April's $0.06 uptick in east-west air freight rates evaporated in May, as the average rate per kilogram finished the month at $3.15, the same price as in March, according to Drewry's East-West Air Freight Price Index. Year-over-year, May's result represented a $0.10 drop in the price of air cargo.
The price index takes 21 trade lanes and averages them together, coming up with a weighted index and an average price for a kilogram of cargo.
The high point for freight in 2013 came at the beginning of the year, when rates for January and February averaged out to $3.25 and $3.32, respectively.
Drewry Sea & Air Shipper Insight.
Weak demand out of Asia is one of the culprits behind May's lackluster numbers, according to Drewry.
"The main airport hubs in Asia continue to report stronger export traffic figures although overall demand growth remains weak. Rising Asia outbound demand should feed into higher pricing. But this will be tempered by fast rising capacity growth, which is being driven by buoyant passenger demand," the company said in a statement.
Drewry expects Asia pricing to take a while to recover because this rising passenger growth means more cargo belly space, capacity that the industry isn't quite ready to absorb. The company does, however, foresee an increase in demand during the second half of the year, which should lead to an uptick in rates.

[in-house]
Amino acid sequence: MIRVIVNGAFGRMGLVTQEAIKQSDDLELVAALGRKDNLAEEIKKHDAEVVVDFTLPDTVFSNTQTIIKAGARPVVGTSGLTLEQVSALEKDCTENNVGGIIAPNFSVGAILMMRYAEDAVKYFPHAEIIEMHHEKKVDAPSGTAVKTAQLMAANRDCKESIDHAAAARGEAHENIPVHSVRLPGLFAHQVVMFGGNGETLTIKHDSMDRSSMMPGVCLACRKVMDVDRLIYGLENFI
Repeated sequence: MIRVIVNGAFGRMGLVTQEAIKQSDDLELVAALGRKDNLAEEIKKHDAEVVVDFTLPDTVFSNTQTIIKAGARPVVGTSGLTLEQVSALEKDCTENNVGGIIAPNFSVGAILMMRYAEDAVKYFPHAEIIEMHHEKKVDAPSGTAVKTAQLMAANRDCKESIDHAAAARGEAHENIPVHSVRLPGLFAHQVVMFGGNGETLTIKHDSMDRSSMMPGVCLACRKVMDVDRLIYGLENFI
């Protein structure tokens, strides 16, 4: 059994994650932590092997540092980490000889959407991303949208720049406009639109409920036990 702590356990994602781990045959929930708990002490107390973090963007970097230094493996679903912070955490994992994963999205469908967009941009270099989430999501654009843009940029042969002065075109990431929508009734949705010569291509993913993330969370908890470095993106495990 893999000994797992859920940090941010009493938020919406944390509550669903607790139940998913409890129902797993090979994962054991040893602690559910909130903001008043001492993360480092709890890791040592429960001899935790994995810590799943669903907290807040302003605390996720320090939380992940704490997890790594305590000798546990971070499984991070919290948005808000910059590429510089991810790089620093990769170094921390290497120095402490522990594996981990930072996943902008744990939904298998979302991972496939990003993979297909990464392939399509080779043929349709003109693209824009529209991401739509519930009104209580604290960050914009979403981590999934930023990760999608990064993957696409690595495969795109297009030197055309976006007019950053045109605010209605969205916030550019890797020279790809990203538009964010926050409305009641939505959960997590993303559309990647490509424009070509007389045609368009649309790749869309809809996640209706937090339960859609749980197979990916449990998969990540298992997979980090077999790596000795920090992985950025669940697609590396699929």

This generalization might not be felt by all carriers equally. While Cathay Pacific Airlines reported a 1.5-percent drop in cargo activity, year over year, in May, passenger activity nearly declined 1 percent. Cargo losses were driven by poor performance out of two of Cathay's main cargo markets, Hong Kong and Mainland China, according to officials, and cargo capacity declined by 0.1 percent, but is down 2.6 percent on the year.
“May is traditionally one of the quieter months for our passenger business. The H7N9 outbreak continued to dampen demand into Mainland China, particularly to destinations in the east of the country," Cathay's James Tong said in a statement. "Demand on long-haul routes — and London and the United States in particular — remained robust, though demand in the region again lagged capacity growth. One exception was the Japan route, where the yen depreciation helped to boost traffic out of Hong Kong.” - Jon Ross